However, many would think this an extreme plan and wouldn’t consider this their path towards success. That is one of the best aspects about the definition of success is that, it is unique to the individual and the context of their life.

If you want more perspectives about how to balance your life, take a look at these articles:

Stay in Motion

One of the biggest issues that many have as they walk down the road in pursuit of success, is that they burn out over time. It can be so easy to start towards a goal with immense passion and energy, but life often steps in and leads to demotivation and distraction.

As someone in the pursuit of succeeding at a specific goal, you’ve got to keep that goal in mind and understand that as long as you are taking steps towards that success, even if they are baby steps, you are still making progress.

If you stop and allow yourself to stagnate, then you will quickly lose sight of that pursuit of success and may fall into patterns of behavior that don’t line up with your dream of achieving success.

This means that it is key that you always stay in motion in pursuit of those goals. If you aren’t moving forward, then you are surely moving backwards; and that is antithetical to accomplishing the success that you are seeking to achieve!

Find out here How to Stay Motivated and Reach Your Big Goals in Life.

Give Yourself Your Due

As you continue to strive and generate your own individual road to success in life, please take the time to also take stock of what you’ve done up until this point.

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Your accomplishments matter as the process unfolds and they are to be celebrated! If you don’t give yourself credit for the progress you’ve made during this journey, then you may lose heart to continue and pursue success.

It can be satisfying and validating to look back on where you’ve come from while also balancing that against what you still have left to accomplish. It is necessary to remember your wins and use that as fuel for your fire as you continue to move forward in your life.

The road to success is long and tiresome but by remembering the journey and what all you’ve overcome, you will continue to build up confidence and strength to go further than you ever dreamed possible!

Success is For You

At the end of the day, success and what it looks like is entirely unique to the individual who is contemplating such a topic. You define internally what success looks like for you and behave accordingly within that structure that you’ve decided on.

If you never consider what success looks like, then chances are that you will not fall into a place of success. Achieving success takes pre-mediation and thought. It takes risk, boldness, and at times the urgency to act in a moment to secure a more long term return on your work or energy expended.

It never comes easy and it never comes without sacrifice. With diligence, pride, hard work and a strong work ethic, it can be achieved by anyone and that is one of the most exciting elements of the idea of success! It is truly attainable for those who are willing to pour themselves into their desire to achieve it.

Draw Your Map

The best part about the pursuit of success? You get to draw your own map. The beautiful thing about success is that each and every day, someone builds a new road and reaches the same destination of success without ever walking in the footsteps of someone else.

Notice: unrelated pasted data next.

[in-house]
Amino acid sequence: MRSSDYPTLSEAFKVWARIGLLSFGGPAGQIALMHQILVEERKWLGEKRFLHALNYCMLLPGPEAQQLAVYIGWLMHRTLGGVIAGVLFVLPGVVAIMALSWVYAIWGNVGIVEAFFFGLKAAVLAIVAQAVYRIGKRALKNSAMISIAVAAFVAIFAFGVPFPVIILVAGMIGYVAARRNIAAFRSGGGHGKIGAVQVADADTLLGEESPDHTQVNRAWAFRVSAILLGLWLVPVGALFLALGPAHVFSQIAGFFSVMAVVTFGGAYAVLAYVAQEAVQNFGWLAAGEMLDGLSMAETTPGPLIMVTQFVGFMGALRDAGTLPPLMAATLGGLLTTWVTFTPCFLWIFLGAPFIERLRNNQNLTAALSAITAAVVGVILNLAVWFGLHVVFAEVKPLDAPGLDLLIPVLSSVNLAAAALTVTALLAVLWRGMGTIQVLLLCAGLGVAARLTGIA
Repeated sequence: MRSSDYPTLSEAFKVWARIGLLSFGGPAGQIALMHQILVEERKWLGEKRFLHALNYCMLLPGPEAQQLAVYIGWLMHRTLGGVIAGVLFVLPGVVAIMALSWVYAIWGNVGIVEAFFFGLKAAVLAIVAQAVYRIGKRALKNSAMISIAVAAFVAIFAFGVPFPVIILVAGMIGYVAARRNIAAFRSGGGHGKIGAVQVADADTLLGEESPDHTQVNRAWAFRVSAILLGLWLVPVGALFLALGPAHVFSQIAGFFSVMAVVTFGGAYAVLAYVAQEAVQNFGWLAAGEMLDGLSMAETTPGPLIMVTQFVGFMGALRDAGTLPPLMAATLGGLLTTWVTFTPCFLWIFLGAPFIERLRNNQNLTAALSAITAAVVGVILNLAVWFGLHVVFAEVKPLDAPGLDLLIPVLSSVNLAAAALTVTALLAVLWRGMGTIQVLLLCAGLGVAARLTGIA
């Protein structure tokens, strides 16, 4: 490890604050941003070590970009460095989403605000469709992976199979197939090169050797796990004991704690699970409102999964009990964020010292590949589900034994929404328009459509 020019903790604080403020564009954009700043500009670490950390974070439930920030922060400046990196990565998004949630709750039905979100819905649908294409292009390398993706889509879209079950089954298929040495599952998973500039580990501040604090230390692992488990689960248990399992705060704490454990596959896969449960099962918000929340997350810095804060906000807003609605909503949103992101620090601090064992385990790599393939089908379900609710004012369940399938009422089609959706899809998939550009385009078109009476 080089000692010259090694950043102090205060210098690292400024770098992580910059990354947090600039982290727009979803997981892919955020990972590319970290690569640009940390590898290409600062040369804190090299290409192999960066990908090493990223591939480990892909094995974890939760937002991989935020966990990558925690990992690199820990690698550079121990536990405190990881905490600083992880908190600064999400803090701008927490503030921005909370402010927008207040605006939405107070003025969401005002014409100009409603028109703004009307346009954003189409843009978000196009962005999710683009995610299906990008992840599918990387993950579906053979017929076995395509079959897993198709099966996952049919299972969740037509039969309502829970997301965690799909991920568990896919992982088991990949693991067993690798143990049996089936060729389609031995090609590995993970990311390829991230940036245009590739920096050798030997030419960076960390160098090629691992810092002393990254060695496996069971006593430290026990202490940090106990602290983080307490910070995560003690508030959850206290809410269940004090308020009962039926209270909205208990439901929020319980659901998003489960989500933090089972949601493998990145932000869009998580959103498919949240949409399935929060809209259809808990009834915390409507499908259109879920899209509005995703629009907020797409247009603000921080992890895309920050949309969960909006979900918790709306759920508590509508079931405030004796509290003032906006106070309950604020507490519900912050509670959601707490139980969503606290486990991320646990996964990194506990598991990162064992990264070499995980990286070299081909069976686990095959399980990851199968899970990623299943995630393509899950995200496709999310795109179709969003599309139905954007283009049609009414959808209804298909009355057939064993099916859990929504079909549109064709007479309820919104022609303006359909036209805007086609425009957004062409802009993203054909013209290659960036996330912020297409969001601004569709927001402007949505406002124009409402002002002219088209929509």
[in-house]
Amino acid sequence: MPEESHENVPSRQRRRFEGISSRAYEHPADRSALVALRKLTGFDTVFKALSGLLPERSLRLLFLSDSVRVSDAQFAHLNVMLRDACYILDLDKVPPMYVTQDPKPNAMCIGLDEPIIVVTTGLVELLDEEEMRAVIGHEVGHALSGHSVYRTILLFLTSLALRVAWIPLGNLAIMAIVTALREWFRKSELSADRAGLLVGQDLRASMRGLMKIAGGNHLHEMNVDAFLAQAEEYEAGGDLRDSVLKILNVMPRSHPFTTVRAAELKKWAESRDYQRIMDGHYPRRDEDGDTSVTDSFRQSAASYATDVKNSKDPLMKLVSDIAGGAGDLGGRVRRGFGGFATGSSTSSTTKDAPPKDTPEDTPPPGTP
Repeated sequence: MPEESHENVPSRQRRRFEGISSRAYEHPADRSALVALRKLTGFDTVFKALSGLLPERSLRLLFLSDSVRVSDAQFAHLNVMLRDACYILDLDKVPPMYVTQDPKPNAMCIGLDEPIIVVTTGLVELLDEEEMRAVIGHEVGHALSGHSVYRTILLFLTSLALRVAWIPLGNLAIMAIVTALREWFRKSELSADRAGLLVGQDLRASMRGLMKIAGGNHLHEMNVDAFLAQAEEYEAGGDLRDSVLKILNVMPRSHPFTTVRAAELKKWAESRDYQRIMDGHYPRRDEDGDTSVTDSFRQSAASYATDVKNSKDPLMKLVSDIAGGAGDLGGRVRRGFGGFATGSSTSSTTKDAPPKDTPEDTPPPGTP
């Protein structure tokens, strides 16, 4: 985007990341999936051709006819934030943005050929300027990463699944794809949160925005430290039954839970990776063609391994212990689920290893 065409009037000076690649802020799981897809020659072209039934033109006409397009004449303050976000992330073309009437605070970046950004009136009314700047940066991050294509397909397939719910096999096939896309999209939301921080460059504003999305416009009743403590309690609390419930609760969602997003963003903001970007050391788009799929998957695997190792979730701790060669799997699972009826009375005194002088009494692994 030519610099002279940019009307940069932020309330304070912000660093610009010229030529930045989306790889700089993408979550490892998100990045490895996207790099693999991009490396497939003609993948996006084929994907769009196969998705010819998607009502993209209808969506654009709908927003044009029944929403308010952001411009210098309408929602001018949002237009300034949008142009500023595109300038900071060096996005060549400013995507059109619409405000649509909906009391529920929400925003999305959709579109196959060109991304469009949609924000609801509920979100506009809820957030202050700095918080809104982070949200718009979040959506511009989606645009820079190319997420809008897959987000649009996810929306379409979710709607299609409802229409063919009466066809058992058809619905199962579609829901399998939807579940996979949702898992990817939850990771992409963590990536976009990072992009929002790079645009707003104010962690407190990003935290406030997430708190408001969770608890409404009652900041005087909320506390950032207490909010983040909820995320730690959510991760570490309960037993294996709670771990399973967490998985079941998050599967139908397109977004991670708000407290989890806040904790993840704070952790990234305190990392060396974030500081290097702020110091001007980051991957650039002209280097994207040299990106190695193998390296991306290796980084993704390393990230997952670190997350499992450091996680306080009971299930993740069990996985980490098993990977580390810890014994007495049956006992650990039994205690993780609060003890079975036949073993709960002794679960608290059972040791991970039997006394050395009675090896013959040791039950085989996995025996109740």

Given the fact that there are near infinite ways to achieve success, it is on you to create your own personal roadmap for getting to that place in life.

This can be a freeing thing as it signifies that you don’t have to be raised in a certain class of society, or go to a specific school or get a specific job in order to achieve success. Your path can be entirely new and have never been tread on before, and still lead you to your final destination.

Success is on the horizon. Will you chase after it?

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More on Success

Featured photo credit: Matt Duncan via unsplash.com

Reference

[1] Merriam Master: Success
[2] Entrepreneur: Bill Gates
[3] Reddit: Fire

More by this author

Colton Black

Motivational Coach, Self-Help Blogger, Recording Engineer, Professional Dad

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Published on October 14, 2021

How to Silence the Impostor Syndrome

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How to Silence the Impostor Syndrome

Do you ever worry about being exposed as a “fraud?” You’re not alone. It’s actually quite common for people to feel like imposters. In fact, approximately 70 percent of people admit to having experienced impostor syndrome[1] at some point in their lives — a Twitter poll found that 87 percent of people have experienced this.[2] Even successful and famous people like Tom Hanks, Howard Schultz, and Natalie Portman suffer from imposter syndrome.

But, what exactly is imposter syndrome. And, more importantly, how can you silence it?

Originally coined in 1978 by psychologists Pauline Rose Clance, Ph.D., ABPP, and Suzanne Imes, Ph.D., the term “impostor syndrome” describes symptoms that include being unable to internalize accomplishments and being afraid of being exposed as a fraud.

The individual may also be plagued by chronic self-doubt and believe that they’re unqualified for success despite evidence to the contrary. Inadequacies, fears of failure, and disbelief that success is a matter of luck or timing are also common.

If you don’t address this phenomenon, feeling like an impostor can prevent you from achieving ambitious goals. Moreover, those experiencing these feelings tend to over-prepare or procrastinate — which obviously hinders productivity and reaching goals. And, as if that weren’t bad enough, imposter syndrome prevents you from pursuing new challenges and opportunities.

Do you feel like you’re suffering from impostor syndrome? If so, don’t beat yourself up. After all, there are effective ways to overcome these feelings in a healthy and proactive way.

1. Don’t Hide It.

“Firstly, acknowledge it,” advises Claudine Robson,[3] the Intentional Coach. “You give strength to imposter syndrome by letting it continue to peck away at your confidence unchecked.” It can only be banished if you acknowledge it as soon as possible and break the silence.

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“Then you need to separate your feelings from facts,” Robson adds. “One thing imposter syndrome does very effectively is to mix up your perceptions of reality.”

If you can, take a step back and look at the situation objectively. “Recognize when you should — and when you should not — feel fraudulent,” she says. Appreciate and acknowledge the task, intellect, and insight that have led to your success.